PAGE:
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To evaluate the ability of nucleic acid amplification techniques to detect Rhodococcus equi in equine buffy coat, blood, and tracheal wash fluid and to differentiate between virulent and avirulent strains of the bacteria.

Sample Population

Blood anticoagulated with EDTA and tracheal wash fluid from healthy horses.


Logarithmic dilutions of virulent and avirulent strains of R equi were added to equine buffy coat and tracheal wash fluid samples. The DNA was extracted and amplified by polymerase chain reaction (PCR), using primers specific for the 16S ribosomal subunit gene and the virulence plasmid of R equi.


PCR with 16S ribosomal subunit primers amplified a 441-bp segment of DNA from virulent and avirulent strains of R equi, but not from samples containing other species of bacteria. The virulence plasmid primers amplified an 875-bp segment of DNA from virulent strains of R equi, but not from avirulent R equi, or from other species of bacteria. Virulent strains of R equi could be identified by PCR and differentiated from avirulent strains within 12 to 24 hours after sample collection, with as few as 10 to 100 organisms present.


PCR can be used to rapidly and accurately identify R equi in equine blood and tracheal wash fluid samples and can differentiate between virulent and avirulent strains of the organism.

Clinical Relevance

Because PCR can confirm a diagnosis of R equi infection in horses more rapidly and specifically than use of standard culture techniques, extrapolation of this assay to soil and fecal samples could be useful in epidemiologic studies and studies of environmental disinfection or decontamination. (Am J Vet Res 1997;58:1232–1237)

Free access
in American Journal of Veterinary Research


OBJECTIVE To describe the antimicrobial resistance patterns of Salmonella isolates obtained from horses in the northeastern United States and to identify trends in resistance to select antimicrobials over time.

SAMPLE 462 Salmonella isolates from horses.

PROCEDURES Retrospective data were collected for all Salmonella isolates obtained from equine specimens that were submitted to the Cornell University Animal Health Diagnostic Center between January 1, 2001, and December 31, 2013. Temporal trends in the prevalence of resistant Salmonella isolates were investigated for each of 13 antimicrobials by use of the Cochran-Armitage trend test.

RESULTS The prevalence of resistant isolates varied among antimicrobials and ranged from 0% (imipenem) to 51.5% (chloramphenicol). During the observation period, the prevalence of resistant isolates decreased significantly for amoxicillin—clavulanic acid, ampicillin, cefazolin, cefoxitin, ceftiofur, chloramphenicol, and tetracycline and remained negligible for amikacin and enrofloxacin. Of the 337 isolates for which the susceptibility to all 13 antimicrobials was determined, 138 (40.9%) were pansusceptible and 192 (57.0%) were multidrug resistant (resistant to ≥ 3 antimicrobial classes). The most common serovar isolated was Salmonella Newport, and although the annual prevalence of that serovar decreased significantly over time, that decrease had only a minimal effect on the observed antimicrobial resistance trends.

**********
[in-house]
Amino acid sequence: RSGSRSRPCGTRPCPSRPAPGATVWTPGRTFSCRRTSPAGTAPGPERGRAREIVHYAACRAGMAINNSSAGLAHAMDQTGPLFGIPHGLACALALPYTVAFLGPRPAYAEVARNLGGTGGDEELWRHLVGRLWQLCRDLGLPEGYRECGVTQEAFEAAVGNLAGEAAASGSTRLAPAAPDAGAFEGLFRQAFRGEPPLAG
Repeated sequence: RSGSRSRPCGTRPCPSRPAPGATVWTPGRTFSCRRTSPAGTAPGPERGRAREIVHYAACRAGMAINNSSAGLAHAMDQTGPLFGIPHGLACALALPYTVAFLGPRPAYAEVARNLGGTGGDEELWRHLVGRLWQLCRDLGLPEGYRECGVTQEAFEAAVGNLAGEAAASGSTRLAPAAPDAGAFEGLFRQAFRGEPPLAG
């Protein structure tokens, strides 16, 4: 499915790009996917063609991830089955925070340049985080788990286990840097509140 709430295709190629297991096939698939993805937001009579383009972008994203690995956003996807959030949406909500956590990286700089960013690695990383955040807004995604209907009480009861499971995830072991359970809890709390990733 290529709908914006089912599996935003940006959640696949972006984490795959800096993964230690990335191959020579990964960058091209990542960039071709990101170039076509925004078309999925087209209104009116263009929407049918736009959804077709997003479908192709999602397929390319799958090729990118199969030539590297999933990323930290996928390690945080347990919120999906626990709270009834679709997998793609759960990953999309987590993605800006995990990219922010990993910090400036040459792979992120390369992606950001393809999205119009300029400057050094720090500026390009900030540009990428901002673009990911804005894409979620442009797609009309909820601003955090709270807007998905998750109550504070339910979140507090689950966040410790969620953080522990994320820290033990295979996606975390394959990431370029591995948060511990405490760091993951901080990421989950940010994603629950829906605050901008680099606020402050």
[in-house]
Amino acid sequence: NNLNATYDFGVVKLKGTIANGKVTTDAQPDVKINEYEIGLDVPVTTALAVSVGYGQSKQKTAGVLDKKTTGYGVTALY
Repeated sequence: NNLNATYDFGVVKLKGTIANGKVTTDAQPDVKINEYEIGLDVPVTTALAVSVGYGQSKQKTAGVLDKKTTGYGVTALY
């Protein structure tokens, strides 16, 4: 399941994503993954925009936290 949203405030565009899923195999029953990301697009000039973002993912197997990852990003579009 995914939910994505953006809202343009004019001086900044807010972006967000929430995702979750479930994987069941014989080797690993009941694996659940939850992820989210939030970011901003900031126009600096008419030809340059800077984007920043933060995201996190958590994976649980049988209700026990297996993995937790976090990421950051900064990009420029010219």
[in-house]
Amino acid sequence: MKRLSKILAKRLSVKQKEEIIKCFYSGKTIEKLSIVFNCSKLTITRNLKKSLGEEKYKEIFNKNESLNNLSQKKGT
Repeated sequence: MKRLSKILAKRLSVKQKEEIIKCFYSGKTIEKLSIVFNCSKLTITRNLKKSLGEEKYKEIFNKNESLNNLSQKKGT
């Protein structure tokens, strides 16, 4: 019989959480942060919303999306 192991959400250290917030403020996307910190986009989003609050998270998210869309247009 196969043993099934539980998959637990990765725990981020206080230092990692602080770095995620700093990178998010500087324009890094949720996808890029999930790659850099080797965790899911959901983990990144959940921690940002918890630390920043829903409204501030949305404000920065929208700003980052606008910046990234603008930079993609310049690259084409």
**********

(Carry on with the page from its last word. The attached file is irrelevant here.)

CONCLUSIONS AND CLINICAL RELEVANCE Results suggested that current antimicrobial use in horses is not promoting the emergence and dissemination of antimicrobial-resistant Salmonella strains in the region served by the laboratory.

Full access
in American Journal of Veterinary Research



To investigate (1) variables associated with the likelihood of obtaining a positive culture, (2) commonly isolated microorganisms, and (3) antimicrobial resistance patterns of isolates from horses with presumptive synovial sepsis.


Synovial fluid, synovium, and bone samples from equine cases with presumptive synovial sepsis submitted to the Cornell University Animal Health Diagnostic Center from 2000 to 2020 for microbial culture and antimicrobial sensitivity testing.


Univariable and multivariable analyses were performed to determine the effect of variables on the likelihood of positive culture. Frequency distributions for isolated organisms and antimicrobial resistance were generated. Multidrug resistance patterns and associations were assessed with association rule mining.


The positive culture rate for all samples was 37.4%, while the positive culture rate among samples confirmed to be septic by a combination of clinical pathological variables and case details was 43%. Blood culture vial submissions were 1.7 times more likely to yield a positive culture compared to samples submitted in a serum tube. Structure sampled, tissue submitted, and horse age were associated with a positive culture. Staphylococcus spp (23.7%), Streptococcus spp (22.4%), and Enterococcus spp (9.67%) were commonly isolated. Multidrug resistance prevalence decreased from 92% (2000 to 2009) to 76% (2010 to 2020) of gram-negative isolates and 60% (2000 to 2009) to 52% (2010 to 2020) of gram-positive isolates.


The positive culture rate from synovial fluid submissions with traditional sampling and culture methods remains low and may be optimized by submitting samples in blood culture vials. Overall, antimicrobial resistance was frequently observed but did not increase from the first to second decade for most genera.

Open access
in American Journal of Veterinary Research